Jan 29, 2022 - Real Estate

Twin Cities homebuyers brace for another hot season

Illustration of a front door to a house with a door knocker and the number 2022 on it.

Illustration: Brendan Lynch/Axios

The spring home-buying season is heating up early this year and hunters should expect an even tougher time finding a house.

The big picture: A year ago, the Twin Cities had a supply of homes for sale to last just 1.4 months.

  • That now seems like the good old days, because the supply is down to just 1.1 months, according to recent Minneapolis Area Association of Realtors data.

What's happening: Typically the spring season starts after Super Bowl Sunday, but it's picked up early again this year, said real estate agent Nate Pentz of Nate Pentz Homes. Desirable listings are moving fast.

  • One of his clients bid $400,000 for a home in Northeast Minneapolis that was listed for $355,000. The client and 19 other bidders lost out to a winner who also agreed to waive the inspection.
  • "We're saying [to clients] if you don't want to get into [bidding] $30,000 to $50,000 over asking, just wait until after a house has been on the market for five days, past the weekend," he said.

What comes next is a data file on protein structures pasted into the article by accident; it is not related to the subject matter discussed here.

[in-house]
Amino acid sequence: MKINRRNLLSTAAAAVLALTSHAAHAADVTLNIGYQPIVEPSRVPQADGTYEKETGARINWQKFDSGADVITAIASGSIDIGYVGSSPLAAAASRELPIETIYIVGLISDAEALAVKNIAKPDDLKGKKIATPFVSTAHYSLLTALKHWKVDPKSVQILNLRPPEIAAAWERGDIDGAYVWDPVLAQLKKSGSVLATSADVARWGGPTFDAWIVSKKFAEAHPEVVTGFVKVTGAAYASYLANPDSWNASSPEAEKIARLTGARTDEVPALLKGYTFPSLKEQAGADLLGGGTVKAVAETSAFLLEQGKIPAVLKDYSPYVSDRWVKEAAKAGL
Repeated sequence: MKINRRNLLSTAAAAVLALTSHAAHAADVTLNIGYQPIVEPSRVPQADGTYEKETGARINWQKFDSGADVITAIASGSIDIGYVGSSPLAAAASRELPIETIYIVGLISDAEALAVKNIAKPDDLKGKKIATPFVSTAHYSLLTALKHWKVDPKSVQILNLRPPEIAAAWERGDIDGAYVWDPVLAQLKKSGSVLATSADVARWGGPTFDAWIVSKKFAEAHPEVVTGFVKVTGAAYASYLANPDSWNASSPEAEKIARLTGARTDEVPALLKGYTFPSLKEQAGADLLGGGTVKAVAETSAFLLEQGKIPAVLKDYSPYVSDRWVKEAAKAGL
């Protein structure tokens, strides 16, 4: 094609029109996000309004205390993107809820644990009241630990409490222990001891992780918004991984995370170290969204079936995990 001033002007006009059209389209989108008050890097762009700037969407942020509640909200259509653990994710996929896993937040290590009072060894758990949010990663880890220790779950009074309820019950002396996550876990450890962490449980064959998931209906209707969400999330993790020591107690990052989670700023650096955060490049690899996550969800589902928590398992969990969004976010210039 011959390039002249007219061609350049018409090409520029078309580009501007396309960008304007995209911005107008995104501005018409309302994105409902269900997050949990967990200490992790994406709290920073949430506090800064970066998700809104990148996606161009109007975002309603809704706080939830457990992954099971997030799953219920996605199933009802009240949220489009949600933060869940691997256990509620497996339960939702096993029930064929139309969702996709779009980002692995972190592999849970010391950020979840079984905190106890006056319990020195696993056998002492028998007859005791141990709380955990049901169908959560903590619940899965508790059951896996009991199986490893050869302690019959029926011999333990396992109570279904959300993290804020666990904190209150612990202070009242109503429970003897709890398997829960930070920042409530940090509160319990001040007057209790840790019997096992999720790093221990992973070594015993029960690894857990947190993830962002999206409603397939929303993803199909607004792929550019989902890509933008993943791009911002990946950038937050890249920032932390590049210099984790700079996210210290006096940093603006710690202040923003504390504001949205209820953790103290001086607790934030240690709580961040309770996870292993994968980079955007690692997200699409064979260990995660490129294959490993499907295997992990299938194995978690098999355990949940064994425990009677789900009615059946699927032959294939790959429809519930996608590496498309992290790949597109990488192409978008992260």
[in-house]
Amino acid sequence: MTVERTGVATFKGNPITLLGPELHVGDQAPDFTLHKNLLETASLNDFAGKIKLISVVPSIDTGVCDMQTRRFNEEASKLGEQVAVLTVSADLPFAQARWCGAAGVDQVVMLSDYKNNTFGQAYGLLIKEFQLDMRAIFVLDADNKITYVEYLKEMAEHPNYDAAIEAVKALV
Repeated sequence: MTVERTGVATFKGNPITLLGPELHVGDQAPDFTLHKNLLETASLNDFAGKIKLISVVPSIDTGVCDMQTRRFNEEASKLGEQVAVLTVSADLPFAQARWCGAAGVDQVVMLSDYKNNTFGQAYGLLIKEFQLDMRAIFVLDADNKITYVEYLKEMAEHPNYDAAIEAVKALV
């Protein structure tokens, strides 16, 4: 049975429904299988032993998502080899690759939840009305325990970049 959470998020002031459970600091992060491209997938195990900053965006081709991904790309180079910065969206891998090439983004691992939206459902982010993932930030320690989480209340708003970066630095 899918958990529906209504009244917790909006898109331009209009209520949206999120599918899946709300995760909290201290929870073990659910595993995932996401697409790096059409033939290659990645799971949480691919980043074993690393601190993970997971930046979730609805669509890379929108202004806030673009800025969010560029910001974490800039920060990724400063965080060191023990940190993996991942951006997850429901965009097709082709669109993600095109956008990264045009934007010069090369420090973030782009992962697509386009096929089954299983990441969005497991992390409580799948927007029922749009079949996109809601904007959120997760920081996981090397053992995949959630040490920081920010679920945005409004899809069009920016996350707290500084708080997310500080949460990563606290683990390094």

Plus: The time to get a deal on a condo might be running out.

  • While the condo market slowed dramatically when the downtowns went dark during the pandemic, demand is picking up.
  • December condo closings in downtown Minneapolis increased 23.7% year over year, though still down from 2019, condo sales data provided by Minneapolis Realtors shows.

Yes, but: Not all condos are hot commodities. Edina Realty agent Brady Kroll said there's a rising demand for layouts with less of an open concept because couples are looking for some privacy while they work from home.

  • "They want to be able to get away from each other for professional reasons, and frankly, probably personal reasons, too," he said.

What's next: The Federal Reserve will likely increase interest rates in March — and perhaps again later in the year. RE/MAX Professionals real estate agent Mark Mason doesn't expect that to significantly alter the trends here.

  • "I don't think it's going to make as big of an impact on new buyers entering the market because we still have such a low inventory of homes," said Mason, who's also the president of the St. Paul Area Realtors Association.

Yes, but: Some buyers might try to buy before the rates rise, making for an even busier season.

  • "I'd be looking to buy right now before interest rates go up and before the real spring market happens," said Stacy Lashinski, VP of sales and operations at Kris Lindahl Real Estate.

The bottom line: With no quick fix to the inventory crunch, competition will remain fierce.

  • "What I say to my first-time buyers is just be patient," Minneapolis Area Realtors president Denise Mazone said. "Something will come along eventually."
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